When did the Fiddlehead Restaurant open? How did it happen?
We opened on August 25, 2009. Laura and I had just gotten done working at another restaurant in town. Both unemployed (and me with a 1-year-old), we knew we wanted to stay in the Bangor area and we knew we were good at working in restaurants—we didn’t, however, want to work for anyone else. We decided to open our own place. Things just happened to fall into place, after that. We are still pretty amazed at how it all came together—but it did. We must be doing something right—we’re still crossing our fingers.
What is your favorite ingredient to work with?
I’ll discover something new (to me) one week, really like using it, and then find something new the next. What I really like are challenges—people coming in with food allergies, dietary restrictions, and/or personal food preferences. We like to make everyone feel welcome at the Fiddlehead, so when I look into my fridge and try to create a dish for people with what I have available—not just to get by, but to make the dish taste good and succeed—that makes me feel like a real chef.
You source a lot of ingredients locally. Why is this important to you?
It’s not just a trend, in my opinion. It really gets the community together—people get to know each other, and yes, it fosters a certain type of pride in the “stuff” we create because we have to “own” it, and answer for it.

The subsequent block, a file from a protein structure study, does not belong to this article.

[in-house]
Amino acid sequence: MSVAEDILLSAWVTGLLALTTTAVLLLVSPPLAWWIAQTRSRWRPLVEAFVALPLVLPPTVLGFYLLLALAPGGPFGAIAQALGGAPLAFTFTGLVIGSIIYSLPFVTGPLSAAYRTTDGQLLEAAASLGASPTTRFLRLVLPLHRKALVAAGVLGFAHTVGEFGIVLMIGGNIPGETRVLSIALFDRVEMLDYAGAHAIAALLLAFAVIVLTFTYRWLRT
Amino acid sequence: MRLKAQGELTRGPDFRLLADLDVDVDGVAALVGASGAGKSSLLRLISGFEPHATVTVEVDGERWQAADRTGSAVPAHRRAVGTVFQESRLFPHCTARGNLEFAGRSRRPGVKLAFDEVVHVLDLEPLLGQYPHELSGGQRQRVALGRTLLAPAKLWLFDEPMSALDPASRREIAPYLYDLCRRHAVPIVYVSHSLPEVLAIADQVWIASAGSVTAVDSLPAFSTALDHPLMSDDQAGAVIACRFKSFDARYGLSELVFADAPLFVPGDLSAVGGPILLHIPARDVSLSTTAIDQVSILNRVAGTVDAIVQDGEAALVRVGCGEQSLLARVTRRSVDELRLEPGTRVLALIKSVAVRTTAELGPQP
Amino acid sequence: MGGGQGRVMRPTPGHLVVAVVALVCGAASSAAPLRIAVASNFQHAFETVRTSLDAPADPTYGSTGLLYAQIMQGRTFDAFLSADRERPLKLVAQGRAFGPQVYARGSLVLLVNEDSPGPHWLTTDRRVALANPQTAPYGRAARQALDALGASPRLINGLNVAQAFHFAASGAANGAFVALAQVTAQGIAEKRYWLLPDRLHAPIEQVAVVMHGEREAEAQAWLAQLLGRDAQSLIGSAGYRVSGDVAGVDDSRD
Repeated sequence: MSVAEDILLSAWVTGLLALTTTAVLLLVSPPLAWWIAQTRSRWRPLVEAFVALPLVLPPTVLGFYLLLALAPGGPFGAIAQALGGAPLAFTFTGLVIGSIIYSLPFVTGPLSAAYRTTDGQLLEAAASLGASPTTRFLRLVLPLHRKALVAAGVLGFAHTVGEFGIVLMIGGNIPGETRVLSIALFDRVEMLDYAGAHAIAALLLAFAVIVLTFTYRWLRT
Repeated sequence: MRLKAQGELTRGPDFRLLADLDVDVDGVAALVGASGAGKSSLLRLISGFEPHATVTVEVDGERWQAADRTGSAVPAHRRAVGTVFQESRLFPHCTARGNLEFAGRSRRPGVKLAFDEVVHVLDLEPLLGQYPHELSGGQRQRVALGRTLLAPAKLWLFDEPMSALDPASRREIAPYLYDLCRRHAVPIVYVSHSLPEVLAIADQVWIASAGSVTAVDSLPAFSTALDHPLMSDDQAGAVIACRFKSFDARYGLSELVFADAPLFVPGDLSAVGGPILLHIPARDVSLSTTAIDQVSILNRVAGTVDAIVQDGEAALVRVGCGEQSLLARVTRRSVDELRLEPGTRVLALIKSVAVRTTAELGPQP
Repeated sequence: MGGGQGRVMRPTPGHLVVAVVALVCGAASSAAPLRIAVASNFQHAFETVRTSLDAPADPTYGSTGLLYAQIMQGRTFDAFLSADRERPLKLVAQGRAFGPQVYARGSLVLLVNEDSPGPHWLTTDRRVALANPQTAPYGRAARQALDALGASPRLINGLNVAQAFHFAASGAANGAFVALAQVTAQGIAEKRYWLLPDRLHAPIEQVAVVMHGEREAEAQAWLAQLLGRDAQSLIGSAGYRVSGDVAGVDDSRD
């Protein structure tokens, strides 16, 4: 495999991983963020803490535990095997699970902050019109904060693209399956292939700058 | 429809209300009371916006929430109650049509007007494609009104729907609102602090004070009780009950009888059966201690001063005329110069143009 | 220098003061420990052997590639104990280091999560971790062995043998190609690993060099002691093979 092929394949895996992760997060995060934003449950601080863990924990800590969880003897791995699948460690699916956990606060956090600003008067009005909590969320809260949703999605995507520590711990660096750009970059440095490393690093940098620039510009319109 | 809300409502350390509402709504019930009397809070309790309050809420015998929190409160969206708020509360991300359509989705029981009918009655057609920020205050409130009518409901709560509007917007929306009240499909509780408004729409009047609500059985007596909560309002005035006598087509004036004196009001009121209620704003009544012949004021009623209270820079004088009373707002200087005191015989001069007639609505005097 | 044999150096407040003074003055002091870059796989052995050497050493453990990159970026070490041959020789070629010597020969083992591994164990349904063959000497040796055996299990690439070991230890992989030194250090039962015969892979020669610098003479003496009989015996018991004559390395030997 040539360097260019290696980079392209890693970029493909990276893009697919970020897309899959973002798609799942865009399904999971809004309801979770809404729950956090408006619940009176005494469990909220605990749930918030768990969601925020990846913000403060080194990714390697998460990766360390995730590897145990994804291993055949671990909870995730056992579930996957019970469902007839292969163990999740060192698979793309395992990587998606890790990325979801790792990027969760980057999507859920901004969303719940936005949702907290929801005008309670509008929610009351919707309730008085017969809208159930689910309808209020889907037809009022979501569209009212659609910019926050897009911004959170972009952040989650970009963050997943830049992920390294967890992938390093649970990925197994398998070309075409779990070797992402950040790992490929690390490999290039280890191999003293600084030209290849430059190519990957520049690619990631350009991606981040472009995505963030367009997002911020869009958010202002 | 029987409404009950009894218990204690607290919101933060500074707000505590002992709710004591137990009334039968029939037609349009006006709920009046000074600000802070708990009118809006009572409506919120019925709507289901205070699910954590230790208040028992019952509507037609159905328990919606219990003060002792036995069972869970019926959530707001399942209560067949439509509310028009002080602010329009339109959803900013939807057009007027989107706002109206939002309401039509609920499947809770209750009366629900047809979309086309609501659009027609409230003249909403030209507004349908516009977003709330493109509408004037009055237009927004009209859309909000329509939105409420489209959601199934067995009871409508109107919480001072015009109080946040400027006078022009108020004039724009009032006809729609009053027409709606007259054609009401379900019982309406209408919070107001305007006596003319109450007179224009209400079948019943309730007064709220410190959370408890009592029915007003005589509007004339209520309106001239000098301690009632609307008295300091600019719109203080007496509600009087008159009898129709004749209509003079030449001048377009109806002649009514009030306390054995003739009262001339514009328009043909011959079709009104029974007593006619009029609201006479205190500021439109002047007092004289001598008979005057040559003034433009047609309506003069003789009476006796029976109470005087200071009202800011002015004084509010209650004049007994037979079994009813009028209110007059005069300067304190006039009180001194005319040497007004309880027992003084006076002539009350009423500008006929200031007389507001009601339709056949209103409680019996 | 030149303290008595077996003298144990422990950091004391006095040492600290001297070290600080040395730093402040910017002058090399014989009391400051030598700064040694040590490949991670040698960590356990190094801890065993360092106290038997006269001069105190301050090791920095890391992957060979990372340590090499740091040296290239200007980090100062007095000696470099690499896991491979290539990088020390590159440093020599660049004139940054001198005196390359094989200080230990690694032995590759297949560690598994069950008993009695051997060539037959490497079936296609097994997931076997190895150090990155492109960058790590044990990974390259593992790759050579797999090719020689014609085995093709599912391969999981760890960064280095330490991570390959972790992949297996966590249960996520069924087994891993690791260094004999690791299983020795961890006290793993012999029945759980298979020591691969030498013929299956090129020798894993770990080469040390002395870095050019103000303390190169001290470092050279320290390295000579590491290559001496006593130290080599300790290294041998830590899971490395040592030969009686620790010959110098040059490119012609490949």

For example, we can’t just blame the “big company” if our greens aren’t good—we discuss our issues with our local greens person and fix the problem, and it’s a matter of pride. People are willing to work together to make our food better and people want to create things that are of good quality and reliable items. Slowly but surely, we’re creating a little self-sufficient community that we will all be proud to be a part of.
What is the dish we have featured? How did it come about and what ingredients are used?
This is a char sui-marinated pork chop with Japanese-style fried rice and hot sesame oil. Simply, I missed the taste of Japanese fried rice, so I recreated it for this dish. Char sui is a Chinese-style marinade, mostly used with pork, so it naturally goes with the pork chop. Bringing it all together is the hot sesame oil, which mellows out the sweetness of the char sui marinade, and kicks up the flavor of the fried rice. Usually, with a dish, I start with the thought: What do I want to eat today/what do I want to make that sounds good? It’s all downhill from there.
What is your least favorite job-related task?
It’s usually the simplest things that I hate doing. The type of chores that only take three minutes—like chopping herbs or shredding cheese. Thankfully, I have a sous chef and line cook who like me enough to do it for me most of the time.
What does a perfect day off look like?
I love my job, but any day off is a perfect day off. More specifically, watching my son (now 3 years old) learn to skate and play hockey, and learn to swim. I also enjoy movie nights with my fiancé/best friend, cooking good, simple food at home, and yes, cleaning my house!
What you would want your last meal to be?
Here’s a list of what I can think of now, but believe me, there’d be a table full of food. To start: a Fiddlehead Restaurant bloody Mary. My mother’s spaghetti Bolognese, traditional Malaysian laksa, my aunt Noni’s chicken soup with potatoes and field mustard greens, and traditional Malay-style roti canai with chicken curry. Oh, and my fiance’s moose chili.